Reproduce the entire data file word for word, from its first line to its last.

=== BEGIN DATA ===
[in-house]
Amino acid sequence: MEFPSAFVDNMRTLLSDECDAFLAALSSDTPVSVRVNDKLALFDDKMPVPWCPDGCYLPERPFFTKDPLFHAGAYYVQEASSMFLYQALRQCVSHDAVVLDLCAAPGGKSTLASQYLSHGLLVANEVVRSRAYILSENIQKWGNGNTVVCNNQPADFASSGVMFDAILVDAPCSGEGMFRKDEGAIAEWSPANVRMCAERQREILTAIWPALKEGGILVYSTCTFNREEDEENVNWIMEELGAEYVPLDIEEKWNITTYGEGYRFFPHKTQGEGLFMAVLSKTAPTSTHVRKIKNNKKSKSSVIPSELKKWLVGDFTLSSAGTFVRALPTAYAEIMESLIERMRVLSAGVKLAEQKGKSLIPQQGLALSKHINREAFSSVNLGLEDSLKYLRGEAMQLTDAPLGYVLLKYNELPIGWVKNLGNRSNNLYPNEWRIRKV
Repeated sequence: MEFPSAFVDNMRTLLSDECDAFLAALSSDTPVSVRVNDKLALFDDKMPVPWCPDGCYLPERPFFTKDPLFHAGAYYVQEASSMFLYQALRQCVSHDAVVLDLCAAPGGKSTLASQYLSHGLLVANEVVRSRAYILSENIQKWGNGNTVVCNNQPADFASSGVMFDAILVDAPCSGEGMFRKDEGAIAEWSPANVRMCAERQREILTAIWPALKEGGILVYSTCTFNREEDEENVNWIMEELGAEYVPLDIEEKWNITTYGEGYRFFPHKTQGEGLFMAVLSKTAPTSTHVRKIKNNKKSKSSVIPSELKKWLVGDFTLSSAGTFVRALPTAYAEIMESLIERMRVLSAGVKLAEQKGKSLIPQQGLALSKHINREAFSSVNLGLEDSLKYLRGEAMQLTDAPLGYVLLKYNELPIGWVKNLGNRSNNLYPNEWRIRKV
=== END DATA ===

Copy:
[in-house]
Amino acid sequence: MEFPSAFVDNMRTLLSDECDAFLAALSSDTPVSVRVNDKLALFDDKMPVPWCPDGCYLPERPFFTKDPLFHAGAYYVQEASSMFLYQALRQCVSHDAVVLDLCAAPGGKSTLASQYLSHGLLVANEVVRSRAYILSENIQKWGNGNTVVCNNQPADFASSGVMFDAILVDAPCSGEGMFRKDEGAIAEWSPANVRMCAERQREILTAIWPALKEGGILVYSTCTFNREEDEENVNWIMEELGAEYVPLDIEEKWNITTYGEGYRFFPHKTQGEGLFMAVLSKTAPTSTHVRKIKNNKKSKSSVIPSELKKWLVGDFTLSSAGTFVRALPTAYAEIMESLIERMRVLSAGVKLAEQKGKSLIPQQGLALSKHINREAFSSVNLGLEDSLKYLRGEAMQLTDAPLGYVLLKYNELPIGWVKNLGNRSNNLYPNEWRIRKV
Repeated sequence: MEFPSAFVDNMRTLLSDECDAFLAALSSDTPVSVRVNDKLALFDDKMPVPWCPDGCYLPERPFFTKDPLFHAGAYYVQEASSMFLYQALRQCVSHDAVVLDLCAAPGGKSTLASQYLSHGLLVANEVVRSRAYILSENIQKWGNGNTVVCNNQPADFASSGVMFDAILVDAPCSGEGMFRKDEGAIAEWSPANVRMCAERQREILTAIWPALKEGGILVYSTCTFNREEDEENVNWIMEELGAEYVPLDIEEKWNITTYGEGYRFFPHKTQGEGLFMAVLSKTAPTSTHVRKIKNNKKSKSSVIPSELKKWLVGDFTLSSAGTFVRALPTAYAEIMESLIERMRVLSAGVKLAEQKGKSLIPQQGLALSKHINREAFSSVNLGLEDSLKYLRGEAMQLTDAPLGYVLLKYNELPIGWVKNLGNRSNNLYPNEWRIRKV